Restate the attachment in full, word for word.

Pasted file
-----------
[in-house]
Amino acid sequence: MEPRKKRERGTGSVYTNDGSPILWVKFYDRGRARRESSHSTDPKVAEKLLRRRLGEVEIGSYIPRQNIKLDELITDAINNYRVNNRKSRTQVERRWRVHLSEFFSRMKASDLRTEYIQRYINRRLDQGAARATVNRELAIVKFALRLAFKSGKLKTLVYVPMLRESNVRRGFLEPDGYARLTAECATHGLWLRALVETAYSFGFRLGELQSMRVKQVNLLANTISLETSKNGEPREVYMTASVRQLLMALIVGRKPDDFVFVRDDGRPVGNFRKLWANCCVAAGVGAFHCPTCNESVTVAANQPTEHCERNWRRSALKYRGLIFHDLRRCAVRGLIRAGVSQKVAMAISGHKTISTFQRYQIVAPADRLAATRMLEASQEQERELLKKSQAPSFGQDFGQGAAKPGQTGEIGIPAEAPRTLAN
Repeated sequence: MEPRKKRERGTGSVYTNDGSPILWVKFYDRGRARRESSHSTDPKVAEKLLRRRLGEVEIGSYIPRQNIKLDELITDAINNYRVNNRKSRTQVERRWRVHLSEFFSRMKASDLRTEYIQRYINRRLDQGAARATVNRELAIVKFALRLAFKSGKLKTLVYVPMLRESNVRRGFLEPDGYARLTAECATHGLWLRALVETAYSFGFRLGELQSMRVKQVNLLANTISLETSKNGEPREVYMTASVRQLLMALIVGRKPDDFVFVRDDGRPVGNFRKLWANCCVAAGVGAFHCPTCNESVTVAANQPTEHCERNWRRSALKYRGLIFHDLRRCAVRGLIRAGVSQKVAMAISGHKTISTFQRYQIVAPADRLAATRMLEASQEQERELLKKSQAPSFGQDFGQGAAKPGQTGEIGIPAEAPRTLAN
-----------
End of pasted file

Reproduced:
[in-house]
Amino acid sequence: MEPRKKRERGTGSVYTNDGSPILWVKFYDRGRARRESSHSTDPKVAEKLLRRRLGEVEIGSYIPRQNIKLDELITDAINNYRVNNRKSRTQVERRWRVHLSEFFSRMKASDLRTEYIQRYINRRLDQGAARATVNRELAIVKFALRLAFKSGKLKTLVYVPMLRESNVRRGFLEPDGYARLTAECATHGLWLRALVETAYSFGFRLGELQSMRVKQVNLLANTISLETSKNGEPREVYMTASVRQLLMALIVGRKPDDFVFVRDDGRPVGNFRKLWANCCVAAGVGAFHCPTCNESVTVAANQPTEHCERNWRRSALKYRGLIFHDLRRCAVRGLIRAGVSQKVAMAISGHKTISTFQRYQIVAPADRLAATRMLEASQEQERELLKKSQAPSFGQDFGQGAAKPGQTGEIGIPAEAPRTLAN
Repeated sequence: MEPRKKRERGTGSVYTNDGSPILWVKFYDRGRARRESSHSTDPKVAEKLLRRRLGEVEIGSYIPRQNIKLDELITDAINNYRVNNRKSRTQVERRWRVHLSEFFSRMKASDLRTEYIQRYINRRLDQGAARATVNRELAIVKFALRLAFKSGKLKTLVYVPMLRESNVRRGFLEPDGYARLTAECATHGLWLRALVETAYSFGFRLGELQSMRVKQVNLLANTISLETSKNGEPREVYMTASVRQLLMALIVGRKPDDFVFVRDDGRPVGNFRKLWANCCVAAGVGAFHCPTCNESVTVAANQPTEHCERNWRRSALKYRGLIFHDLRRCAVRGLIRAGVSQKVAMAISGHKTISTFQRYQIVAPADRLAATRMLEASQEQERELLKKSQAPSFGQDFGQGAAKPGQTGEIGIPAEAPRTLAN